Reactions to the three-week lockdown extension

Reactions to the three-week lockdown extension

At a press conference on January 12, Prime Minister Mark Rutte informed the public that the coronavirus lockdown would, as had been predicted, be extended by three weeks. While this announcement may not have come as a surprise, the news that the Dutch government was seriously considering implementing a curfew may have shocked people across the country. 

Almost 6,5 million people tuned in to watch the press conference. This is how businesses, industries and experts have reacted to Rutte’s decision.

The possibility of a coronavirus curfew in the Netherlands

Even before the press conference on Tuesday, news had emerged that Rutte and his cabinet ministers were discussing the option of introducing a national curfew in the hopes that this would help curb the spread of coronavirus. However, mayors across the country are said to have opposed the measure, saying it would require too many police officers and community officers (BOAs) to enforce it effectively. 

Nevertheless, Rutte revealed that he had asked the Outbreak Management Team (OMT) to investigate the possibility of a curfew and issue their advice on the decision as soon as possible. Rutte is said to be looking into the additional measure due to rising concern about the spread of the highly contagious “British” variant of the virus. It is not yet known when the OMT will issue their advice, but Rutte did reveal he intends to review plans for the measure early next week. 

In advice published on January 11, the OMT said a curfew was necessary to prevent (large) gatherings of young people, and Rutte hopes the measure would prevent people making home visits to friends and family. A number of other countries, including Belgium and Spain, have already made use of curfews, but a number of political parties including D66 and GroenLinks have already spoken out against the introduction of such a severe measure.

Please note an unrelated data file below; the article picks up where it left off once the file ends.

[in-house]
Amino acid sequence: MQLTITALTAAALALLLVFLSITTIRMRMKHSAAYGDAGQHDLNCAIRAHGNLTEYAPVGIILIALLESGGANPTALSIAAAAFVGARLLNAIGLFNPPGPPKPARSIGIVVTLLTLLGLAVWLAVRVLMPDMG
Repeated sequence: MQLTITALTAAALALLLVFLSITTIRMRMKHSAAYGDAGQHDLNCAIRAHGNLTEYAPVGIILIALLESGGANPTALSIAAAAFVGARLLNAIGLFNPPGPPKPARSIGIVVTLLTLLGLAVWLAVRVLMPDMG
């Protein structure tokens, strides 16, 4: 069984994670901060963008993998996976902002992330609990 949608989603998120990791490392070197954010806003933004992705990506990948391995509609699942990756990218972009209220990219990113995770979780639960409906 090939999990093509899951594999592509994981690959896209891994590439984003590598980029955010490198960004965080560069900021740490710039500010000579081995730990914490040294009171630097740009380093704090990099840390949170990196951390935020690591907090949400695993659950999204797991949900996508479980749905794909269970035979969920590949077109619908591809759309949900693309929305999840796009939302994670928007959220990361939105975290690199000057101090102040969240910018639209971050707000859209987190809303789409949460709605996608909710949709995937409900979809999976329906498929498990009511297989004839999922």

How do experts feel about the three-week extension?

According to a survey conducted by I&O Research on behalf of NOS, 79 percent of people in the Netherlands support the lockdown extension, however many are critical of the government’s decision. 

Economist Robin Fransman and GP André Steketee both believe the negative impact of these lockdowns outweigh the supposed health benefits. Steketee highlights the number of people suffering from (severe) mental health issues which are now worsening and going untreated as a result of the pandemic. 

Meanwhile, according to De Nederlandsche Bank (DNB), the extension was “painful but inevitable.” Olaf Sleijpen, a board member at the bank, said the pandemic was the cause of the current economic crisis, and so the only way out of the crisis was to end the pandemic. 

Sectors understand the measures but are concerned

The Royal Dutch Football Association (KNVB) has spoken out in favour of the extended lockdown, and is hopeful that the coronavirus measures will lead to a “quick victory,” thereby allowing for stadiums filled with fans in the not-too-distant future. 

The culture and entertainment sector is also greatly affected by the lockdown and is concerned about the future of the industry, but on the whole, museums and theatres say they are prepared for what the future holds. The Museum Association supports the extension but is worried about what will happen when the emergency financial aid comes to an end in June. The Association of Theatre and Concert Hall Directors (VSCD) also supports the measures, but highlights the importance of financial support in keeping the performing arts scene in the Netherlands afloat.

The Christian National Trade Union (CNV) also said the lockdown is “necessary and inevitable” due to the spread of the newly discovered COVID-19 mutation. Representing catering establishments across the country, the Netherlands Trade Union Confederation (FNV) said they understood the extension, but “sincerely hope that this will be the last extension that the catering industry will have to suffer,” and is calling for more financial support to save jobs and businesses.

Victoria Séveno


Victoria Séveno

Victoria grew up in Amsterdam, before moving to the UK to study English and Related Literature at the University of York and completing her NCTJ course at the Press Association...

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